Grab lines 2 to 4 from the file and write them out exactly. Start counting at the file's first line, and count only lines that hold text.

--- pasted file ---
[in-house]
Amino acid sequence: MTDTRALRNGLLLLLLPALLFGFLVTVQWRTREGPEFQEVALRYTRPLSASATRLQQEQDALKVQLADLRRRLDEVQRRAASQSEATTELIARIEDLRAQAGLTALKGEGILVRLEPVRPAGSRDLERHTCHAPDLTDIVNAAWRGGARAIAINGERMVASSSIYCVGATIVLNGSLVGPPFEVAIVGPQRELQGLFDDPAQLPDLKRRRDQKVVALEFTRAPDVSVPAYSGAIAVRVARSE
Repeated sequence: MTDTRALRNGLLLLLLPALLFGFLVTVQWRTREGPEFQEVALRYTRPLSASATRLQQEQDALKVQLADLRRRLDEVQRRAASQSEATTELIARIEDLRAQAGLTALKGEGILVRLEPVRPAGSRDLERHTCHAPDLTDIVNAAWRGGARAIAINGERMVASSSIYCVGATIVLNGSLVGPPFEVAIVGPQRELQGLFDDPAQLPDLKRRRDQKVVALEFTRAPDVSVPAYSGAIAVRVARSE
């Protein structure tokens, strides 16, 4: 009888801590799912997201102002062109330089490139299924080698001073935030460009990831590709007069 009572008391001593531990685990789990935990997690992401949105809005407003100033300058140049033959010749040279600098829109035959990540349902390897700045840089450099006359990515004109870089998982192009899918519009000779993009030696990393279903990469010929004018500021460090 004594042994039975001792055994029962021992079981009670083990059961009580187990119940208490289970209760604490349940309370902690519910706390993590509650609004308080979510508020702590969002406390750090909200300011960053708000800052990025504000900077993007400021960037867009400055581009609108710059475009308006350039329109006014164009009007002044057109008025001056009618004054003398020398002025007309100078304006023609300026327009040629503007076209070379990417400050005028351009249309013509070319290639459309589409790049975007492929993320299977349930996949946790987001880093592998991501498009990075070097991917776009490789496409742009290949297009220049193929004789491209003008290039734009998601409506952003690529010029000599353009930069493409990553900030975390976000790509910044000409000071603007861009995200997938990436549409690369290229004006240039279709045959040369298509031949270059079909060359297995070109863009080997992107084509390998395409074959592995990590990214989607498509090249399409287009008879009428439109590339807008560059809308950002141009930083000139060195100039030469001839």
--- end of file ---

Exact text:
Amino acid sequence: MTDTRALRNGLLLLLLPALLFGFLVTVQWRTREGPEFQEVALRYTRPLSASATRLQQEQDALKVQLADLRRRLDEVQRRAASQSEATTELIARIEDLRAQAGLTALKGEGILVRLEPVRPAGSRDLERHTCHAPDLTDIVNAAWRGGARAIAINGERMVASSSIYCVGATIVLNGSLVGPPFEVAIVGPQRELQGLFDDPAQLPDLKRRRDQKVVALEFTRAPDVSVPAYSGAIAVRVARSE
Repeated sequence: MTDTRALRNGLLLLLLPALLFGFLVTVQWRTREGPEFQEVALRYTRPLSASATRLQQEQDALKVQLADLRRRLDEVQRRAASQSEATTELIARIEDLRAQAGLTALKGEGILVRLEPVRPAGSRDLERHTCHAPDLTDIVNAAWRGGARAIAINGERMVASSSIYCVGATIVLNGSLVGPPFEVAIVGPQRELQGLFDDPAQLPDLKRRRDQKVVALEFTRAPDVSVPAYSGAIAVRVARSE
């Protein structure tokens, strides 16, 4: 009888801590799912997201102002062109330089490139299924080698001073935030460009990831590709007069 009572008391001593531990685990789990935990997690992401949105809005407003100033300058140049033959010749040279600098829109035959990540349902390897700045840089450099006359990515004109870089998982192009899918519009000779993009030696990393279903990469010929004018500021460090 004594042994039975001792055994029962021992079981009670083990059961009580187990119940208490289970209760604490349940309370902690519910706390993590509650609004308080979510508020702590969002406390750090909200300011960053708000800052990025504000900077993007400021960037867009400055581009609108710059475009308006350039329109006014164009009007002044057109008025001056009618004054003398020398002025007309100078304006023609300026327009040629503007076209070379990417400050005028351009249309013509070319290639459309589409790049975007492929993320299977349930996949946790987001880093592998991501498009990075070097991917776009490789496409742009290949297009220049193929004789491209003008290039734009998601409506952003690529010029000599353009930069493409990553900030975390976000790509910044000409000071603007861009995200997938990436549409690369290229004006240039279709045959040369298509031949270059079909060359297995070109863009080997992107084509390998395409074959592995990590990214989607498509090249399409287009008879009428439109590339807008560059809308950002141009930083000139060195100039030469001839």